"Listen to the stage manager and get onstage when they tell you to. No one has the time for your rock star bullshit. None of the techs backstage care if you're David Bowie or the milkman. / When you act like a jerk, they are completely unimpressed with the infantile display that you might think comes with your dubious status. / They were there hours before you, building the stage, and they will be there hours after you leave, tearing it down. They should get your salary, and you should get theirs. -- Henry Rollins"

Life Toronto (a.k.a. Accordion City)

The Toronto Transit Civility Commission’s Etiquette Poster Campaign

The folks at Posted Toronto, the National Post’s Toronto-centric blog, have come up with a clever idea: The TTCC – the Toronto Transit Civility Commission. Their mission is to remind people who use the TTC (Toronto Transit Commission, Accordion City’s public transit system, comprising the subway, light rail, buses and streetcars) that etiquette isn’t just for fancy dinner parties, but for everyday living, which includes riding public transit.

They’ve created a series of posters that provide riders with gentle reminders that good manners make for a good experience for their fellow transit riders. Better still, these posters are beautifully done, with far more design sensibility than anything the TTC has produced in this transit user’s vast memory.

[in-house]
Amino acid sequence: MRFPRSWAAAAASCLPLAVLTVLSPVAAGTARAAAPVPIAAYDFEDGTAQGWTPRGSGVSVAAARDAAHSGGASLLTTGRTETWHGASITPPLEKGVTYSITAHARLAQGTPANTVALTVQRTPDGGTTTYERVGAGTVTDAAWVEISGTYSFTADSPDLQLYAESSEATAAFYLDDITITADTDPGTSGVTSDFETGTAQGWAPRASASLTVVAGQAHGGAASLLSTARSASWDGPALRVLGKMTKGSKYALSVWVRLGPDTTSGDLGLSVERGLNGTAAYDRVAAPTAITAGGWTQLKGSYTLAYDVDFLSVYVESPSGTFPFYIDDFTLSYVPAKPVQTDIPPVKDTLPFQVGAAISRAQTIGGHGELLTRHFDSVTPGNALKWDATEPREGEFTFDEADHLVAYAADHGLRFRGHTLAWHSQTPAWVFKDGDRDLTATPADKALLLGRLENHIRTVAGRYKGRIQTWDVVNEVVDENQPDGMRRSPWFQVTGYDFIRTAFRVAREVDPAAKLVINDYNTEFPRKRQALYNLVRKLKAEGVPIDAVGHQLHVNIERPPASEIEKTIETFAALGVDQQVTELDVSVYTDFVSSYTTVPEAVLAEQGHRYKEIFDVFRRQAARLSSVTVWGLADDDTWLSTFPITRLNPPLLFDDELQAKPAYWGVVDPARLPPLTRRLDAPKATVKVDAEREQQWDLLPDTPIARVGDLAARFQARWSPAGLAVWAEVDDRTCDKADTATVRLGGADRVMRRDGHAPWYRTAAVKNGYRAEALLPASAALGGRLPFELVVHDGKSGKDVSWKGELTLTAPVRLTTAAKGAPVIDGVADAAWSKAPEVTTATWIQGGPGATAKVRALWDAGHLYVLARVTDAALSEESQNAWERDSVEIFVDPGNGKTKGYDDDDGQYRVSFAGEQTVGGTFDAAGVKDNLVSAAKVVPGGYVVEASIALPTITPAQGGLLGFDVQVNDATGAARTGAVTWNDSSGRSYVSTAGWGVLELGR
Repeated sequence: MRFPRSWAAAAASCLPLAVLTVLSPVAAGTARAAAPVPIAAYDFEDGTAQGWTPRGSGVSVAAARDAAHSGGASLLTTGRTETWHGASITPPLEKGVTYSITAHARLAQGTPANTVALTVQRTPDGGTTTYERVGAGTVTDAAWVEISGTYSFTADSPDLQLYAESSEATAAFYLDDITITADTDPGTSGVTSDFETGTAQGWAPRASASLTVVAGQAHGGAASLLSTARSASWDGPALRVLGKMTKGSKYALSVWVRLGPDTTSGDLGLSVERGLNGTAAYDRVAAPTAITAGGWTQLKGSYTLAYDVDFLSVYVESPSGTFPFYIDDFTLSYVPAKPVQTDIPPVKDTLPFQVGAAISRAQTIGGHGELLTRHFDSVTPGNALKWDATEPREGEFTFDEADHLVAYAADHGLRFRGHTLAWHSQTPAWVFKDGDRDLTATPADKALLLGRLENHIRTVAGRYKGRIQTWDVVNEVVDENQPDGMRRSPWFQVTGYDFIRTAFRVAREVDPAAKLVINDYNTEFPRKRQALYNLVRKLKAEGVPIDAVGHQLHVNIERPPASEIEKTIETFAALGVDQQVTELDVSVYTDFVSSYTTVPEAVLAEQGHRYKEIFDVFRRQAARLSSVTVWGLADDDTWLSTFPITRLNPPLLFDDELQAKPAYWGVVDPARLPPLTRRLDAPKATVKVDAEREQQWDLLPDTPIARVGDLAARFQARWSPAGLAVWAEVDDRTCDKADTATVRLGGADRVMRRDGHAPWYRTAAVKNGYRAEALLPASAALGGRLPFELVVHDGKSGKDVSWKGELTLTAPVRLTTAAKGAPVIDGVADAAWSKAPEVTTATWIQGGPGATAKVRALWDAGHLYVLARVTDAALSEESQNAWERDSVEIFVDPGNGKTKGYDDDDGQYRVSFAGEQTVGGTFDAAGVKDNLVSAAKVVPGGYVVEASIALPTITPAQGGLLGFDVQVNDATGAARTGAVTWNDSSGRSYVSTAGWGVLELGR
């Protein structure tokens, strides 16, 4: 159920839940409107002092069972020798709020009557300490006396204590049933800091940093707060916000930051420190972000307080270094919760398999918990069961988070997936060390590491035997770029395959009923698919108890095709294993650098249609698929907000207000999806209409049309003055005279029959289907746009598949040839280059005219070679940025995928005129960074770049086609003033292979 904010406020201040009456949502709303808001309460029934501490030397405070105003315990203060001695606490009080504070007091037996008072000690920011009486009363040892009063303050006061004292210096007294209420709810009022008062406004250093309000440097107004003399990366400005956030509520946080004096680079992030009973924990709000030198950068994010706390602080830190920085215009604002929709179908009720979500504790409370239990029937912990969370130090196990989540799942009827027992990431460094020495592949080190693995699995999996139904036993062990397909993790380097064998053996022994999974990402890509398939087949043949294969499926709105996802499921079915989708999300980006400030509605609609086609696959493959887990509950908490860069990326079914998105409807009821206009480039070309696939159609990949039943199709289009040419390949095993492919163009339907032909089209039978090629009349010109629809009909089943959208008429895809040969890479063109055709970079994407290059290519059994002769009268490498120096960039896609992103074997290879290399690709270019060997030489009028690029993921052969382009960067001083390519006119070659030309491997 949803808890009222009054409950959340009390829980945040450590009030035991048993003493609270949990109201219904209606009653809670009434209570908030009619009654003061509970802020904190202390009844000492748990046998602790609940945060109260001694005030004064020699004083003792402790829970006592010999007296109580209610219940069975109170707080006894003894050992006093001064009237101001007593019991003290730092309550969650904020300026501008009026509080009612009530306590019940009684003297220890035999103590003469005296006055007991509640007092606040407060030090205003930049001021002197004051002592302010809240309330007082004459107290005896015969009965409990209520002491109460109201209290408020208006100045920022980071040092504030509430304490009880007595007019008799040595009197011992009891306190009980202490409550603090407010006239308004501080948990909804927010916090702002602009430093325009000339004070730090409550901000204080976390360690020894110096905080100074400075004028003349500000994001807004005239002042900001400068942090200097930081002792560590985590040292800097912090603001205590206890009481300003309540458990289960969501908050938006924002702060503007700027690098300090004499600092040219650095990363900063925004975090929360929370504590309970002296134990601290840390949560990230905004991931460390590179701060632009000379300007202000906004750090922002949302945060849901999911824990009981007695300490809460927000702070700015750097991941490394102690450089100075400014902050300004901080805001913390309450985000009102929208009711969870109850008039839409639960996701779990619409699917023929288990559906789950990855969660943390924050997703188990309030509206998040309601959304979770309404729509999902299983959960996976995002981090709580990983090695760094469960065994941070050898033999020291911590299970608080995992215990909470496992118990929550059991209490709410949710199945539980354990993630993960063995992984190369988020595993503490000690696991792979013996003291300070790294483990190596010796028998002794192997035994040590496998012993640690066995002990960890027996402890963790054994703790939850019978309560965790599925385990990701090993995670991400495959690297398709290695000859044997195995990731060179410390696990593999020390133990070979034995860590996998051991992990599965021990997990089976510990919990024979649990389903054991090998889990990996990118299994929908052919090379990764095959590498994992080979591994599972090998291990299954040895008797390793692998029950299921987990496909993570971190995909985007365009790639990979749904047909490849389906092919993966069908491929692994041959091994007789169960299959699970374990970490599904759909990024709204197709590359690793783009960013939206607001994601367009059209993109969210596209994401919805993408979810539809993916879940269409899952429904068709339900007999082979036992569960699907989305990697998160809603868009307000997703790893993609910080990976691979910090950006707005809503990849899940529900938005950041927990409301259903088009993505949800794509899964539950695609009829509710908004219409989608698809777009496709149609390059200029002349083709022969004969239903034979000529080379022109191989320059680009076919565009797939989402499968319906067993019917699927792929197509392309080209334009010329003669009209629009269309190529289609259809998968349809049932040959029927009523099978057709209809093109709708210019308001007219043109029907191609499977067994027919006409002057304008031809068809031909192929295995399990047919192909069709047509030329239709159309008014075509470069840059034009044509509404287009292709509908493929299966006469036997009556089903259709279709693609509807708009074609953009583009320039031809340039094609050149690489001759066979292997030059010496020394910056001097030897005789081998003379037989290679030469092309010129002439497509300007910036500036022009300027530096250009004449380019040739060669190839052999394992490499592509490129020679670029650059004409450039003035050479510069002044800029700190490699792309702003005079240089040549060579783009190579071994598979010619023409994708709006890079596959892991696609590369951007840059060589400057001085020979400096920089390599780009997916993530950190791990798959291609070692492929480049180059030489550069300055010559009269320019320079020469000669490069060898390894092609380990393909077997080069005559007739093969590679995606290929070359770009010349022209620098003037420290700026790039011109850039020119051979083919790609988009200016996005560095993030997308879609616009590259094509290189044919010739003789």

Here are the posters – you can click on any of them to download a full-resolution, printable version:

TTCC Poster: Hand using nail clippers with caption "Seriously?"

TTCC Poster: "Whoa whoa whoa stop the presses - breaking news! Backpacks aren't actually people! It's true! Science has proven it! So, the next time you're on transit and people need a seat, move your inhuman bag. Seriously."

TTCC Poster: "We're crammed in like sardines, but there's no reason you have to smell like them too. Please, please think of our noses before getting on. Please."

TTCC Poster: Ticket - "Admit one - today: neverending drum and bass track blaring through headphones, with opening acts 'Woman talking loudly on a cellphone about her friend's abortion' and 'Guy on a handsfree yelling at his assistant'. Remember, your phone does not create a magical bubble around you where no one else can hear your conversation. And those headphones of yours playing Insane Clown Posse are also not magical bubbles."